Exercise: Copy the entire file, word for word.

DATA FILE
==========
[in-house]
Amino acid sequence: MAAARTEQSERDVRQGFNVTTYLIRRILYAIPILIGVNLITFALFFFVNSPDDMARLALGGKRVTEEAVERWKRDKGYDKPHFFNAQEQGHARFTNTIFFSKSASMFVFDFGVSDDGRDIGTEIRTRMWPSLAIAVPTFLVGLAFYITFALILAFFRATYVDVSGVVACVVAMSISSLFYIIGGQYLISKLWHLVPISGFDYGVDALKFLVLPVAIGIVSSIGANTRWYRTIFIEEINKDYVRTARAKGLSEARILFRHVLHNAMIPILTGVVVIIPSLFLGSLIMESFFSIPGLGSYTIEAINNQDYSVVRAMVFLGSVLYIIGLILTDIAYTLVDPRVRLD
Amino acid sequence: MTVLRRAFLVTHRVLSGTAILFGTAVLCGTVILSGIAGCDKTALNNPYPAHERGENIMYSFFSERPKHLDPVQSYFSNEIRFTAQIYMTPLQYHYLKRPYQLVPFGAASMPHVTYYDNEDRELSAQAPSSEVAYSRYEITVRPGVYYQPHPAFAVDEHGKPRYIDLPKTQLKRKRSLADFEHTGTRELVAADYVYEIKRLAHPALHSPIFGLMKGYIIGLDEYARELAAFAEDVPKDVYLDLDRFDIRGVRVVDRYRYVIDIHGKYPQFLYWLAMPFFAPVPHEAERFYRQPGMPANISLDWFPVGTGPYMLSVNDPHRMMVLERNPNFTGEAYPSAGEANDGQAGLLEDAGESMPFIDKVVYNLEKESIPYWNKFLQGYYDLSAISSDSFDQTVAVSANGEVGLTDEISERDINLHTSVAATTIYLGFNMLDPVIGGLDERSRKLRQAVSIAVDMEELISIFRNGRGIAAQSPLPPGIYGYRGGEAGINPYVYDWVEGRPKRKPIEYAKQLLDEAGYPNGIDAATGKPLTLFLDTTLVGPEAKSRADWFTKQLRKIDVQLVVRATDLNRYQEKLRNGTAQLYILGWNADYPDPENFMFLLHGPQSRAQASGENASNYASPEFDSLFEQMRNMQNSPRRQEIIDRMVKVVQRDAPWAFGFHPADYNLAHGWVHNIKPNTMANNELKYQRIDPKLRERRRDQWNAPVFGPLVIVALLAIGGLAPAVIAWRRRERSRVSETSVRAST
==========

[in-house]
Amino acid sequence: MAAARTEQSERDVRQGFNVTTYLIRRILYAIPILIGVNLITFALFFFVNSPDDMARLALGGKRVTEEAVERWKRDKGYDKPHFFNAQEQGHARFTNTIFFSKSASMFVFDFGVSDDGRDIGTEIRTRMWPSLAIAVPTFLVGLAFYITFALILAFFRATYVDVSGVVACVVAMSISSLFYIIGGQYLISKLWHLVPISGFDYGVDALKFLVLPVAIGIVSSIGANTRWYRTIFIEEINKDYVRTARAKGLSEARILFRHVLHNAMIPILTGVVVIIPSLFLGSLIMESFFSIPGLGSYTIEAINNQDYSVVRAMVFLGSVLYIIGLILTDIAYTLVDPRVRLD
Amino acid sequence: MTVLRRAFLVTHRVLSGTAILFGTAVLCGTVILSGIAGCDKTALNNPYPAHERGENIMYSFFSERPKHLDPVQSYFSNEIRFTAQIYMTPLQYHYLKRPYQLVPFGAASMPHVTYYDNEDRELSAQAPSSEVAYSRYEITVRPGVYYQPHPAFAVDEHGKPRYIDLPKTQLKRKRSLADFEHTGTRELVAADYVYEIKRLAHPALHSPIFGLMKGYIIGLDEYARELAAFAEDVPKDVYLDLDRFDIRGVRVVDRYRYVIDIHGKYPQFLYWLAMPFFAPVPHEAERFYRQPGMPANISLDWFPVGTGPYMLSVNDPHRMMVLERNPNFTGEAYPSAGEANDGQAGLLEDAGESMPFIDKVVYNLEKESIPYWNKFLQGYYDLSAISSDSFDQTVAVSANGEVGLTDEISERDINLHTSVAATTIYLGFNMLDPVIGGLDERSRKLRQAVSIAVDMEELISIFRNGRGIAAQSPLPPGIYGYRGGEAGINPYVYDWVEGRPKRKPIEYAKQLLDEAGYPNGIDAATGKPLTLFLDTTLVGPEAKSRADWFTKQLRKIDVQLVVRATDLNRYQEKLRNGTAQLYILGWNADYPDPENFMFLLHGPQSRAQASGENASNYASPEFDSLFEQMRNMQNSPRRQEIIDRMVKVVQRDAPWAFGFHPADYNLAHGWVHNIKPNTMANNELKYQRIDPKLRERRRDQWNAPVFGPLVIVALLAIGGLAPAVIAWRRRERSRVSETSVRAST